2. Llamas belong in South America, in the the Andes Mountains.

"And what about ALPACA? What's that?" Sunny asked.

"I think alpaca is what you call the hair after you get it off a llama and make it into a hat."

She didn't believe me, "THAT IS SOME MADE UP SHIT."

"Well, you don't shear wool and go, 'look at my sheep sweater,'" I said.

"Oh. I guess you don't admire silkworm shirts, either," she said.

"No. You don't. DAMMIT. Where is Google when you need it? Maybe we can pick up wireless from one of these barns. Slow down."

Llamas are in the camelid family of the central plains of North America from 40 million years ago. Three million years ago, they left for South America. 25,000 years ago, llamas were common in modern day California, Texas, New Mexico, Utah, Missouri, and Florida, but by the end of the last ice age (10,000-12,000 years ago) they were extinct in North America.

Alpacas are cousins of the llama. The Incas used the llamas for transportation and alpacas for their hair, which is finer and silkier than woolly llama hair.

According to the many llama websites I found, people outside the Andean Range now have pet llamas. Because they're nice. Even though they spit and sometimes wrestle with each other, they're fun to have around. They walk around and hum and don't often jump the fence.


At least I pay the rent

In January 2003, the Illinois Tollway began a Violation Enforcement System to crack down on toll scofflaws in order to remind the 97 percent of law-abiding Tollway customers who pay their fair share that they are BETTER THAN THE REST OF US. Illinois wants to reduce the amount of uncollected tolls and thinks this will happen once scofflaws realize that there are penalties for driving through tolls without paying.

I know this because I TOTALLY NOT ON PURPOSE joined the ranks of the three percent of Illinois drivers who drive through without tossing the required coins into the basket - 30 cents in my case - thereby flouting or "scoffing" the law.

And while I really don't think my inability to scrape together 30 cents from every pants and jacket pocket I could rifle through without getting in an accident makes me exactly public enemy number one, I got all shitty and nervous because I borrowed Shane's car to drive to the Bob Dylan concert and I caught the sign clearly stating that I had to call a certain number within four days, or else.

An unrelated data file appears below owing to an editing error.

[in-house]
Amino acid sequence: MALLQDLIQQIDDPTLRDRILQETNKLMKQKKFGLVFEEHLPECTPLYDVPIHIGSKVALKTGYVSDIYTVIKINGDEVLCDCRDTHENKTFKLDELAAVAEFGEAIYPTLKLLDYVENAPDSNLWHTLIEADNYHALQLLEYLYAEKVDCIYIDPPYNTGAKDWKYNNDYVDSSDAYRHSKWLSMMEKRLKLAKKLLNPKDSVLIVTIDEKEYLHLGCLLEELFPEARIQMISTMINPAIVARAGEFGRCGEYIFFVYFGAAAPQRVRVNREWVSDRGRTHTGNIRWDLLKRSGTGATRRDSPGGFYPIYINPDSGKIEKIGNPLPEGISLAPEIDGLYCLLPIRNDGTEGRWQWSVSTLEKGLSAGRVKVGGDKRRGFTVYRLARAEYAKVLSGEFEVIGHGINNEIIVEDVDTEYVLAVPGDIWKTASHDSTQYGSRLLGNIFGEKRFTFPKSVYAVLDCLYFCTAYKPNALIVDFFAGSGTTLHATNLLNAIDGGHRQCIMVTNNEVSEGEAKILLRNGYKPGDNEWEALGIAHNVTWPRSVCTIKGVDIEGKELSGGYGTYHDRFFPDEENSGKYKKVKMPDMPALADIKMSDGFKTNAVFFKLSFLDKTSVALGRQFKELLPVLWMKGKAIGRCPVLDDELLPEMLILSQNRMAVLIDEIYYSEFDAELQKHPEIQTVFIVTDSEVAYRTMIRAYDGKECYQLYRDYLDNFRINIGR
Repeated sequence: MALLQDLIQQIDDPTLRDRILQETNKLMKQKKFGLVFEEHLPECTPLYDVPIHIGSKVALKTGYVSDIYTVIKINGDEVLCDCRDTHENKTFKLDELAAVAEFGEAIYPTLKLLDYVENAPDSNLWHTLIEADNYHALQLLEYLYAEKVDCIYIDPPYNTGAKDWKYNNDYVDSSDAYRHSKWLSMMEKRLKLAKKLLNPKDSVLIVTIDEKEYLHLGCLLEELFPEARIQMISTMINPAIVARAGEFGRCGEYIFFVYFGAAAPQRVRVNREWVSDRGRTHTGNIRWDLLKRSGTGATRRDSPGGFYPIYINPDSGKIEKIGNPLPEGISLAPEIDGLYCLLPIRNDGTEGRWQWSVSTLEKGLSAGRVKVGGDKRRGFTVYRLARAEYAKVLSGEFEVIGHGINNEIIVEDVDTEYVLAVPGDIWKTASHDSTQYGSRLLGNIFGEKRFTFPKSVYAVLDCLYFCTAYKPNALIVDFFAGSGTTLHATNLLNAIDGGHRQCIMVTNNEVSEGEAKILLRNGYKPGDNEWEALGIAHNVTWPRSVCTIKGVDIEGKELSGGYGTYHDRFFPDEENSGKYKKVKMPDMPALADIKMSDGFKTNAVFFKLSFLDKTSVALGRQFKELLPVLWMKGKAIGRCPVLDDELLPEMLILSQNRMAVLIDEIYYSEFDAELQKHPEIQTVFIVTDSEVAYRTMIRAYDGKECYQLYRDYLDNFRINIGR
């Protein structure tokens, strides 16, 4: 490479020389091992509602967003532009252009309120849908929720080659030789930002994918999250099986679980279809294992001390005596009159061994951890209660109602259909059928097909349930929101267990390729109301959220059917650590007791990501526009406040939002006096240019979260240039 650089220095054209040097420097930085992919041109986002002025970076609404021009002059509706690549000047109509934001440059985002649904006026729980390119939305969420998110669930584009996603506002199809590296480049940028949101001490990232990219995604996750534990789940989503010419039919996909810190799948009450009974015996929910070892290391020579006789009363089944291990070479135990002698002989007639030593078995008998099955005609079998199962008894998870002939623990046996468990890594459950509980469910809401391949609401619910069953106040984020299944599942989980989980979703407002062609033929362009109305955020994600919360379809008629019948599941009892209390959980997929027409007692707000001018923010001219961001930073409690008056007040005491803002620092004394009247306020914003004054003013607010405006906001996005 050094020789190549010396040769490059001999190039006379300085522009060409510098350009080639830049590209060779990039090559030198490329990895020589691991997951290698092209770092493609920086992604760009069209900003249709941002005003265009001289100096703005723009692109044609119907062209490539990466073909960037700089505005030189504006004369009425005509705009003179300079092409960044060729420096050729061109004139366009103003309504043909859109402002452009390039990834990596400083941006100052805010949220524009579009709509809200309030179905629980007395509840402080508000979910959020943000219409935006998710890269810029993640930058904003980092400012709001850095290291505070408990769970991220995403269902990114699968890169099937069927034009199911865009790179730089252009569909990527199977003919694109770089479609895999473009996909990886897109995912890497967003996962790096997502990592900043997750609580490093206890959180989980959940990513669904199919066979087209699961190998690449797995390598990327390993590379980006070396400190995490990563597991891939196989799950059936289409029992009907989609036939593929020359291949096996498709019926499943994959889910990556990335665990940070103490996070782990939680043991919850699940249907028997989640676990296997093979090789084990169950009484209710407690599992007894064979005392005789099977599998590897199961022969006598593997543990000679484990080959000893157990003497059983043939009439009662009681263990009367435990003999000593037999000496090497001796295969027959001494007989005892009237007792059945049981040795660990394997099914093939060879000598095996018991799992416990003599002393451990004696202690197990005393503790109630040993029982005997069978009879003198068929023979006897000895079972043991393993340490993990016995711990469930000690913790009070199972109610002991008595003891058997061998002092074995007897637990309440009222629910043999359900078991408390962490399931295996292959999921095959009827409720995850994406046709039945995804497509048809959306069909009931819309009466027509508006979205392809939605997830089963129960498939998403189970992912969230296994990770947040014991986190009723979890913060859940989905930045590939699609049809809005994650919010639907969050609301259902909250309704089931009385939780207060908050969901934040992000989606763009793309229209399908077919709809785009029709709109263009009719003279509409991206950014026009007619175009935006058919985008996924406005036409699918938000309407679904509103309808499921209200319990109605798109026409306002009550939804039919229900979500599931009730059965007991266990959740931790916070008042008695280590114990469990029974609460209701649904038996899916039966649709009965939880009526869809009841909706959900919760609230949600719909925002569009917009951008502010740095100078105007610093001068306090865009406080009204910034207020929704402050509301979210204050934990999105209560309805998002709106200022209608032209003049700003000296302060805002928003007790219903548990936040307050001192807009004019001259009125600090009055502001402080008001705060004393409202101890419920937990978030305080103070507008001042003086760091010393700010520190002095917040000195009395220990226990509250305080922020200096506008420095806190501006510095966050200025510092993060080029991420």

I suspected that surveillance cameras had already taken photos of me and the Nissan, photos which were being beamed to the state patrol who were typing up a warrant for Shane's arrest - or at least a ticket - to be delivered on day five. And that this would make me a bad roommate.

Especially if you bear in mind that 1) Shane hasn't had a roommate since 1992 because 2) THAT'S HOW MUCH HE HATES ROOMMATES and 3) I just moved in with him and his wife/my oldest friend Sunny and 4) this was the same day that I got locked in the bathroom and, in my panic, threw my weight against the door hard enough to break free, taking all the molding from the left side of the door with me.

You will see in the photo a long vertical crack running the length of the wall. Sunny tried to disguise this evidence of my hulkish nature by propping and nailing the wood back up after she got the note I left on the kitchen table:


I wrote Nissan's license plate number in my notebook and went online to look at maps of I-90 to figure out at which toll plaza I had scoffed the law. After deciding it was westbound Route 59, I identified the car and the time of the incident and put the 30 cents on my debit card. Last night I also tried to kiss up a little bit by drawing hearts on the envelope with my share of the rent.


Hi. My name is Depakote.

I just got this email: a paragraph of nonsense accompanied by a photo of a J.Lo impersonator grinning fetchingly from behind a stethoscope held over her eye with a rubber gloved-sheathed arm. The website advertises where one can order Viagra, Valium, and Cialis at great value.

Fake J.Lo reminds me of porn, pirates, and the opera and a quick Google search on Cialis informs me that it's an erectile dysfunction pill so my guess is that porn is what "Eran McCormick" had in mind when she sent me this awesome piece of spam. What Eran didn't know is that I have a thorny relationship with Depakote, so when this email greeted me politely in my inbox - "Hi. My name is Depakote." - I respond with a little chip on my shoulder.

Hi, Depakote. How are ya, buddy? Remember me? You sat on my kitchen counter in little orange bottles with my brother's name on them for many years. You were supposed to help him not have seizures, but he still had them, a lot, so you didn't do your job too well, did ya? You also hung out at my apartment in New York and my friend took you so he wouldn't be so manic. EXCEPT HE WAS TOTALLY MANIC. And while that's a nice break from depressive, it's still pretty messed up. There was also that time I accidentally swallowed 500 mg of you because I thought you were the antibiotic for my bladder infection and YOU FUCKED ME UP.